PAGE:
Nurses with a concern for women’s health have historically included feminist approaches in their clinical practice as well as their research. Angela McBride (McBride & McBride, 1981) was one of the first nurse scholars to embrace feminist theory as a research paradigm, calling for a reframing of gynecological disease within the greater context of a woman’s everyday life. The early nursing literature related to the menstrual cycle reflects a definition of health grounded in everyday life (gynecology) and not just clinical definitions of health such as risk fac-tors and diseases (gynecology) (McBride, 1993). Nurses have focused their study on biopsychosocial response patterns, normative or developmental transitions, functional status, role performance, adaptation to environmental demands, and high-level wellness (Woods, 1988). Nursing research has helped to focus women’s development and normative transitions (menarche and menopause) as normal rather than deficiency conditions that need medical treatment (Andrist &Mac Pherson, 2002). Feminist methods of inquiry have been expanded by nurse researchers to provide information “for” women rather than merely “about” women. For example, nurse investigators’ use of methods such as researcher-in-relation, reflexivity, and social transformation to understand women’s perimenstrual and menopausal symptom experiences provides the basis for women-centered therapeutics.
In the past decade, multidisciplinary efforts have increased our power to institute change in women’s health status through cross-disciplinary research, building on the wisdom of early pioneers. For example, the Society for Menstrual Cycle Research (SMCR), a multidisciplinary organization with strong nursing leadership, has been the vanguard of the movement away from a reductionist perspective to a more comprehensive approach to the study of women’s health (SMCR web site). Since 1977, the Society’s published research conference proceedings have provided an invaluable chronology of research on the menstrual cycle and advanced thinking across several disciplines: nursing, psychology, sociology, epidemiology, anthropology, biostatistics, physiology, medicine, and literature (SMCR web site). Instead of a circumscribed phenomenon peculiar to sex hormones, the Society defined the menstrual cycle in the context of other biorhythms of human variability or a sociocultural network of meanings, and of a new understanding of how the endocrine system interacts with other functions.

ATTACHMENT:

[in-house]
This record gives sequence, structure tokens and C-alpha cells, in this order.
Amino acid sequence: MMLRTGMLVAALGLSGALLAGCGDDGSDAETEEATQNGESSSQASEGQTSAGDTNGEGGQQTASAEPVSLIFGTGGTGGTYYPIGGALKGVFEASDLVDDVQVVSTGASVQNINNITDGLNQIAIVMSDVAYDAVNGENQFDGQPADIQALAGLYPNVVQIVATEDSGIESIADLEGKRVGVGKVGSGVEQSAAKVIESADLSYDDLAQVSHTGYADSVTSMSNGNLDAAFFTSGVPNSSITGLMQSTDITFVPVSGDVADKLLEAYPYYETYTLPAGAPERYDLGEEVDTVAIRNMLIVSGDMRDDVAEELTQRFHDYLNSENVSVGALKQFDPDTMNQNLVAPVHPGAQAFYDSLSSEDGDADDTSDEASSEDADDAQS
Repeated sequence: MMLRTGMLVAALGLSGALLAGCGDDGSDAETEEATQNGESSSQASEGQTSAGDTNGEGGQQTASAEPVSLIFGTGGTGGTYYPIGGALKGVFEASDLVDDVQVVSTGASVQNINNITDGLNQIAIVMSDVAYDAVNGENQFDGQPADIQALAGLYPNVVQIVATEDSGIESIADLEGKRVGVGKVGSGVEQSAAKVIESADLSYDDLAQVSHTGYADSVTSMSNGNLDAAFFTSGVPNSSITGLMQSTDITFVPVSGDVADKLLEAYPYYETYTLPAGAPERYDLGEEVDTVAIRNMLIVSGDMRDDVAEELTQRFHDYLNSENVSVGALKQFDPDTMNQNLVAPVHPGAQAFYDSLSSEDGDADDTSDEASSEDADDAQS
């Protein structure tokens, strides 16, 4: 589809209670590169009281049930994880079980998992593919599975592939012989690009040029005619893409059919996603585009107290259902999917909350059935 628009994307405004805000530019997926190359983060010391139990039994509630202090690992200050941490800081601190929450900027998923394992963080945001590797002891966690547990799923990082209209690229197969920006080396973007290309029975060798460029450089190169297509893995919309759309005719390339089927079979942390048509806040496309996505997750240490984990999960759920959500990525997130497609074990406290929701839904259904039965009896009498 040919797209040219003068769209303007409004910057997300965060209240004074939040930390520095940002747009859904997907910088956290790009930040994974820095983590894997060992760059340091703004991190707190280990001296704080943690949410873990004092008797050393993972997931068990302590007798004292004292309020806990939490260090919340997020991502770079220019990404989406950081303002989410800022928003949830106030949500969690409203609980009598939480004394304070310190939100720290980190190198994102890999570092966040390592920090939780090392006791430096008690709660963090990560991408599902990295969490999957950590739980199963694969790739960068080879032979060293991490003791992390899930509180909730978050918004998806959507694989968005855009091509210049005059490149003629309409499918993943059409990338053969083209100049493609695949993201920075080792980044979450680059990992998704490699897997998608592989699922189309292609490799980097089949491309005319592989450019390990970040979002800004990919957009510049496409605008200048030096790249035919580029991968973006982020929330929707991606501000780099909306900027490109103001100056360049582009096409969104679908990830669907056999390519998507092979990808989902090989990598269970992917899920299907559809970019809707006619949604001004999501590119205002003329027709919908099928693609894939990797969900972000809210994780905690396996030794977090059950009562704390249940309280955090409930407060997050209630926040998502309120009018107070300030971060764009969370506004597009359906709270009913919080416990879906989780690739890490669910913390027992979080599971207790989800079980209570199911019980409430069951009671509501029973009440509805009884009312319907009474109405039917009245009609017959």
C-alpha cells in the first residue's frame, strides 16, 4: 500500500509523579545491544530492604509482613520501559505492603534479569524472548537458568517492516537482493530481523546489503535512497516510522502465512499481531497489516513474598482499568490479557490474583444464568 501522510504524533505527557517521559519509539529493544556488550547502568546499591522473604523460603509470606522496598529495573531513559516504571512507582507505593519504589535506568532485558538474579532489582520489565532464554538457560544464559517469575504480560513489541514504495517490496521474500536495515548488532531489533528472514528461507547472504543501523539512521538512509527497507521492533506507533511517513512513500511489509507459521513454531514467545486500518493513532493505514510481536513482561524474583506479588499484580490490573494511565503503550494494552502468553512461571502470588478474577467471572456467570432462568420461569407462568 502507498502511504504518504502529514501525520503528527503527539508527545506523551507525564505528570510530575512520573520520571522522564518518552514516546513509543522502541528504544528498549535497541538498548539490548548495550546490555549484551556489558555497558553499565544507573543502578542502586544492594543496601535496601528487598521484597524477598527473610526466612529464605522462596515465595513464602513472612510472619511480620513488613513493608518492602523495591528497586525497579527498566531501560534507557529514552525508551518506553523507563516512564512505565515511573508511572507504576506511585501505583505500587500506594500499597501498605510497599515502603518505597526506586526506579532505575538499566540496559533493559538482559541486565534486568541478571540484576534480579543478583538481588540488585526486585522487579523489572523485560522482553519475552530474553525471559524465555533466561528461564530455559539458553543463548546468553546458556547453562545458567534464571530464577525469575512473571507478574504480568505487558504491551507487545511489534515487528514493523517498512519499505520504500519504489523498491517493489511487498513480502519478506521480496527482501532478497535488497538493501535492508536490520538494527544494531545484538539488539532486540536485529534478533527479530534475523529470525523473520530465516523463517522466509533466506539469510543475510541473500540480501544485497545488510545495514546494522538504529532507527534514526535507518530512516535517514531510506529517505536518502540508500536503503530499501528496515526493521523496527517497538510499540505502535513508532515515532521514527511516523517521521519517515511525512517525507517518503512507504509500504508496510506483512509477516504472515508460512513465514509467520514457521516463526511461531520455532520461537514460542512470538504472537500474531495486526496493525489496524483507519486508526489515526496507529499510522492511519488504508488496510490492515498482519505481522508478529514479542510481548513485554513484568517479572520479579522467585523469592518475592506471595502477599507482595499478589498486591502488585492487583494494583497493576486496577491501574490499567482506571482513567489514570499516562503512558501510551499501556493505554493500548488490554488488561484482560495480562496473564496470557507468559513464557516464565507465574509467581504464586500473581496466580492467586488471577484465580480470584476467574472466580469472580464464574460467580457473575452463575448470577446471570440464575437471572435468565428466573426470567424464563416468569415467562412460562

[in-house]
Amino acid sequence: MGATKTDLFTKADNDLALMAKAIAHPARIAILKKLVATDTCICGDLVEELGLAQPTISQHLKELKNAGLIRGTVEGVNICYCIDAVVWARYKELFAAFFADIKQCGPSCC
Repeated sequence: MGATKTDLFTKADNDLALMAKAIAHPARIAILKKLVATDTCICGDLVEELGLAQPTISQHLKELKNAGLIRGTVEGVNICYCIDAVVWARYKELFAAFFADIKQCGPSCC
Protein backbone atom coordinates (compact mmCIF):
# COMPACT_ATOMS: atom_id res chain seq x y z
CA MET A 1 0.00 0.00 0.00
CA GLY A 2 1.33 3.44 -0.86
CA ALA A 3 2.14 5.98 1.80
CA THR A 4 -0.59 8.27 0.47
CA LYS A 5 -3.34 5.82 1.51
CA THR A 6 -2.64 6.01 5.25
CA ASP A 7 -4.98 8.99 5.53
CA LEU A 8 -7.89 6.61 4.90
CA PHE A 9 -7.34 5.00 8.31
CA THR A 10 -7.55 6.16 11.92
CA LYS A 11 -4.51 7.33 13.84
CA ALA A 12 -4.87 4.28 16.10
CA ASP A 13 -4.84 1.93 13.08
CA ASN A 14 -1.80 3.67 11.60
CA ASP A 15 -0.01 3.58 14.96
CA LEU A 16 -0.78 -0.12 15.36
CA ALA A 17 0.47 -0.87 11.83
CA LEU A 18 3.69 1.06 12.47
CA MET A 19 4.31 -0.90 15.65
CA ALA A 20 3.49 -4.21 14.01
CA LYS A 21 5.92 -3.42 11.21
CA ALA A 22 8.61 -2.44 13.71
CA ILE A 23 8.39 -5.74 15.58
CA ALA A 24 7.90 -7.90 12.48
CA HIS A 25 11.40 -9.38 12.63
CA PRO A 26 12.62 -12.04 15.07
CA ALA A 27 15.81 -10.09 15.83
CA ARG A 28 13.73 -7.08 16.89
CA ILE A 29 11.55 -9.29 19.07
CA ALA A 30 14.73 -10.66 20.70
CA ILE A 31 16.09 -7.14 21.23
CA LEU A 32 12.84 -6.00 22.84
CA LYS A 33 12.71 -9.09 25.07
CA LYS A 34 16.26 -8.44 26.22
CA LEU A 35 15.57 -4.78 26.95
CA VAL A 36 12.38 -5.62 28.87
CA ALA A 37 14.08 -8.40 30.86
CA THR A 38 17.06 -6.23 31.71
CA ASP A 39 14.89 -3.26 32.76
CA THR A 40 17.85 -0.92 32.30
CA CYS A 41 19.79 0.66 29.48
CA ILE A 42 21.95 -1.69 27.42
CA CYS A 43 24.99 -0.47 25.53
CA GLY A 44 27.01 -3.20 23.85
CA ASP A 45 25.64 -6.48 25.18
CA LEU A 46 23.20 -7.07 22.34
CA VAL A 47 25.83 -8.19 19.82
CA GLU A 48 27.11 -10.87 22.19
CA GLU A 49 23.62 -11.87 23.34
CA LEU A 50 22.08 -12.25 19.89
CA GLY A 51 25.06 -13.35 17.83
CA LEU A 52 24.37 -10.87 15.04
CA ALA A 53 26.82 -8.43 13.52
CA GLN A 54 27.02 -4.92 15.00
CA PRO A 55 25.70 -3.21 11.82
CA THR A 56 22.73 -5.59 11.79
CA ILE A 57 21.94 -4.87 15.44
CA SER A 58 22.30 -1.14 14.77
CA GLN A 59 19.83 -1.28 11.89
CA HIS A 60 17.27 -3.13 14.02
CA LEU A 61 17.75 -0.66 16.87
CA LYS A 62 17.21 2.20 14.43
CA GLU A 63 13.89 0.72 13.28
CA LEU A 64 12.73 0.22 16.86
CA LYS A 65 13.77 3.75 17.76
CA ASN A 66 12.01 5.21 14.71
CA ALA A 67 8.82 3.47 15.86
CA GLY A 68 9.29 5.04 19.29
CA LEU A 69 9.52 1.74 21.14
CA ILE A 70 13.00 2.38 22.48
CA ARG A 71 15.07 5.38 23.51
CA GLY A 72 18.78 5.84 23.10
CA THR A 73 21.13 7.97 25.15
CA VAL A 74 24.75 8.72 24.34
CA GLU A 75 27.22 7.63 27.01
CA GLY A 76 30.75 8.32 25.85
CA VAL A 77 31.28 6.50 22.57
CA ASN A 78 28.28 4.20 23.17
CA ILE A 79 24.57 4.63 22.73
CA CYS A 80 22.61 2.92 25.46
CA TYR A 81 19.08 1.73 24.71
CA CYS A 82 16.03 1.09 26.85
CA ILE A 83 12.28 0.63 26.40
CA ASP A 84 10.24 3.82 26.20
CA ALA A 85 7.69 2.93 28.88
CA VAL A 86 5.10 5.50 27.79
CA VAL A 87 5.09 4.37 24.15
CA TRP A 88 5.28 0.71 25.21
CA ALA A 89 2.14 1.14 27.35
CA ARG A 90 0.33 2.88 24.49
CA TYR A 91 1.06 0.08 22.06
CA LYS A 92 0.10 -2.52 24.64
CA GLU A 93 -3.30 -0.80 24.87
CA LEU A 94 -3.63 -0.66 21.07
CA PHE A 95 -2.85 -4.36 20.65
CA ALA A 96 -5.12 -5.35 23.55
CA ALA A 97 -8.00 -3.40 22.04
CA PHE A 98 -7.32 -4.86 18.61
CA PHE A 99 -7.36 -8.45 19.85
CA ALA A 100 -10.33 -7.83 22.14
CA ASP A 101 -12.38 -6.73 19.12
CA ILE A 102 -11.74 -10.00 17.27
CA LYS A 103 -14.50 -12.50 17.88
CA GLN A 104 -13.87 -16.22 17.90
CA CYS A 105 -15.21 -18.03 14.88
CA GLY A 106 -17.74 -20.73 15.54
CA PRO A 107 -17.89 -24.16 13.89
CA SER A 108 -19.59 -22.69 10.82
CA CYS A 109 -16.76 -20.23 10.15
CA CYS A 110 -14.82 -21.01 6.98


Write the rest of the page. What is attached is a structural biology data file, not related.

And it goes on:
Nursing research has been at the forefront in the study of normative experiences of menstrual cycle events. Menarche presents nurses with a unique opportunity to address health promotion issues, particularly those related to reproductive and sexual health of school age girls. In a review of nursing research contributions to menstrual cycle research (Woods, Mitchell, & Taylor, 1999), investigators addressed images of menstruation presented to menarcheal girls, menstrual attitudes, symptoms, and the relationship of recalled menarcheal experiences and attitudes to adult women’s subsequent experiences of symptoms. Since the last Encyclopedia of Nursing Research review by Reame, Medline and CINAHL searches yielded 34 published papers related to menstrual function and alterations related to daily activities, menstrual attitudes and knowledge, and preparation for menarche across multiple cultures. In contrast to the last review, the cultural and ethnic context is addressed by nurse researchers more than by other disciplines. These studies of menarcheal experiences and programs for menarcheal preparation in 12 cultures, including African-American girls, provides an expansive understanding of the developmental opportunity presented by menarche. More recently, nurses have been at the forefront of translating research to practice in the development of menstrual health advocacy groups (Red Web Foundation) and internet-based education (www.redspot.org).